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The Flower Kings - Desolation Rose CD (album) cover

DESOLATION ROSE

The Flower Kings

 

Symphonic Prog

4.05 | 381 ratings

From Progarchives.com, the ultimate progressive rock music website

Second Life Syndrome
5 stars Swedish prog rockers The Flower Kings are at it again! This group has been together since the early 90s, but they have recently come soaring back into the prog scene. Last year, they released the critically acclaimed "Banks of Eden", but have decided to release another album in just a one year span. This might be worrisome to fans of the band, but The Flower Kings have delivered once again, both musically and conceptually.

The Flower Kings like to call their music "symphonic rock". This is appropriate, as there are loads of influences present, from classic music to 70s metal. However, their sound is surprisingly unique. They tend to have really cinematic melodies that are supplemented by riveting drums and gritty vocals. The result sounds somewhat vintage, but strangely new, too. Indeed, I find the band to be breath of fresh air, even in this masterpiece-laden 2013. "Desolation Rose", then, is different than anything else released this year. The band opted to use several vintage keyboards and amps to record the music, so that the feeling is certainly nostalgic. Yet, the music sounds modern, energetic, and focused. The band opens this album with the epic "Tower One", thirteen minutes of skillfully crafted prog rock that really set the expectations high. But, then they take some different paths, with gorgeous ballads (Silent Graveyards), groovy tunes (Sleeping Bones), and even some rather vulgar, but on point tracks (White Tuxedos).

However, there are three specific observations I have about this album. First of all, the album is very connected and whole. We hear some of the same lyrics and melodies a few times through the album. Some might call this lazy, but I say that it is a mature approach to creating a cinematic piece. The Flower Kings have a point they want to make, and they make it, but also provide summaries along the way. Secondly, this album has a very ominous feeling to it overall. Especially on "White Tuxedos" and "Dark Fascist Skies" (obviously), the music is dark, dreary, and weary, but mysteriously energetic and nostalgically groovy. I think much of that has to do with Roine Stolt's vocals, as they are gritty, raw, and varied. They do sound vintage at points, or sometimes they are heavily distorted. Third, both the connected and ominous feelings are there for a reason, as the album has a defined concept. According to their press kit, the concept revolves around an angel in a tower that is looking down on the desperate state of man and the mess they've made. It specifically focuses on the people that have caused the mess with their greed, power, and evil hearts. In the end, this comes off as a pointed social commentary with which I happen to identify and agree.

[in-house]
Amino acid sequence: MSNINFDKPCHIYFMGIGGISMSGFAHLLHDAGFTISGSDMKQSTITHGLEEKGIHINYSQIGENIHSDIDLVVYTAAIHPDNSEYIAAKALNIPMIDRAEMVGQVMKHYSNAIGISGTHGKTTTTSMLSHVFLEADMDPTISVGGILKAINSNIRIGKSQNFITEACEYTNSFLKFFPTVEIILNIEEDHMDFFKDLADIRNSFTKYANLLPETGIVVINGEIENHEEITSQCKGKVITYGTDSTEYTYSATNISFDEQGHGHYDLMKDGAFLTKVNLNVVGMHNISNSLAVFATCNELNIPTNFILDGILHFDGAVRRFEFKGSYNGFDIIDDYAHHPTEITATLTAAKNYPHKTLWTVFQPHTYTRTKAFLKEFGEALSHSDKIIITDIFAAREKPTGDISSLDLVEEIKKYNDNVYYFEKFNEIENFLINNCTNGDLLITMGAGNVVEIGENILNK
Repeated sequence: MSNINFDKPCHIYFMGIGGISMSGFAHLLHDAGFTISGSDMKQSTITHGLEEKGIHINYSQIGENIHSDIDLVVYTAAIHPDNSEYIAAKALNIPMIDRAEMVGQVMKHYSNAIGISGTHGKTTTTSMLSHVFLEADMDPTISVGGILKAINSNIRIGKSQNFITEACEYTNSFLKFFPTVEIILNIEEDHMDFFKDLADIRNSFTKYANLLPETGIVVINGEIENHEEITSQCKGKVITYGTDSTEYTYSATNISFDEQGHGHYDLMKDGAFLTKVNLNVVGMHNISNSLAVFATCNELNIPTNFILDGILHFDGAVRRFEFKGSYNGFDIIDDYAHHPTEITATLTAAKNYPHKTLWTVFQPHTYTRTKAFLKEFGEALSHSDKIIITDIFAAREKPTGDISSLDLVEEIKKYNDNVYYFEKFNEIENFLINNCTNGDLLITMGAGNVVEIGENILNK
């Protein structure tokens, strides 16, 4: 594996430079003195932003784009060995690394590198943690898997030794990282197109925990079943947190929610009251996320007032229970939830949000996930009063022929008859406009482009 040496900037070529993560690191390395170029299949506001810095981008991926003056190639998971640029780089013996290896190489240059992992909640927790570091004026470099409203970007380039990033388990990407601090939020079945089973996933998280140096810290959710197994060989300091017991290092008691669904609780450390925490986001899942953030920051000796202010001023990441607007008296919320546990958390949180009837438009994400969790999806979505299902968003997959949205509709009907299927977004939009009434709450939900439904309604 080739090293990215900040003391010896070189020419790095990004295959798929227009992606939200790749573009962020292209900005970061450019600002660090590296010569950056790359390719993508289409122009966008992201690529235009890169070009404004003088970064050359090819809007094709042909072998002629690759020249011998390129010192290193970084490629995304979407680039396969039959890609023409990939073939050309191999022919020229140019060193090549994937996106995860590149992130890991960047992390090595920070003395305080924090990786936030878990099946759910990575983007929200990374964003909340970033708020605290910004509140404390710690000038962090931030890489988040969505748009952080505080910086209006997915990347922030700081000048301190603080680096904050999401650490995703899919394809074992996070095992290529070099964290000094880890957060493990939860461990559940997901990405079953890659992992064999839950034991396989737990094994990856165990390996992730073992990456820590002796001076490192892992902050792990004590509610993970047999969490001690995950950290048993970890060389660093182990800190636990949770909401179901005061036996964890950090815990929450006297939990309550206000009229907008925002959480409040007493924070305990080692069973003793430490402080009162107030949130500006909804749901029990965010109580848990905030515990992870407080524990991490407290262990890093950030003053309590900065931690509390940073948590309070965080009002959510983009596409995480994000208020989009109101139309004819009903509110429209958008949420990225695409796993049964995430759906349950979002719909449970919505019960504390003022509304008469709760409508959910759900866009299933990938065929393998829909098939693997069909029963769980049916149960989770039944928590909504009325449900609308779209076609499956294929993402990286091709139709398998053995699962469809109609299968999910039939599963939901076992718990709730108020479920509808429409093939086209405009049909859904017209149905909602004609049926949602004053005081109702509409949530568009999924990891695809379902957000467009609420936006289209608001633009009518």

Now, all of this wouldn't matter a bit if the album weren't performed well. Stolt's vocals are great, though he is a bit limited in the higher ranges. However, he is well complemented by the fantastic rocking drums that are full of super fills and great hooks. The guitars are dramatic and almost sing like harps at times, a testament to the skills here. The plethora of vintage keys in play are also a welcome sound, as we get Hammond organs, but also synth. It's a great mix that provides lots of variety. Lastly, I must comment on the bass guitar. I am getting so excited about the level of skill bassists are showing nowadays. Gone are the days of inaudible, simplistic bass lines. The bass on this album has been added to my list of amazing bass performances of 2013, and may even top it. The bass is pulsating, always driving the music to greater heights, climatic moments, and sweeping and powerful transitions. I can't even imagine the finger work involved here.

The Flower Kings have indeed scored again this year. Two albums released within a year of each other, but the music is still incredible. I personally find this release more focused, more collaborative, and more sensitive to subtlety and deftness. It's incredibly heavy mood- wise, but will certainly win over the prog rock crowd with its instrumental fireworks.

Second Life Syndrome | 5/5 |

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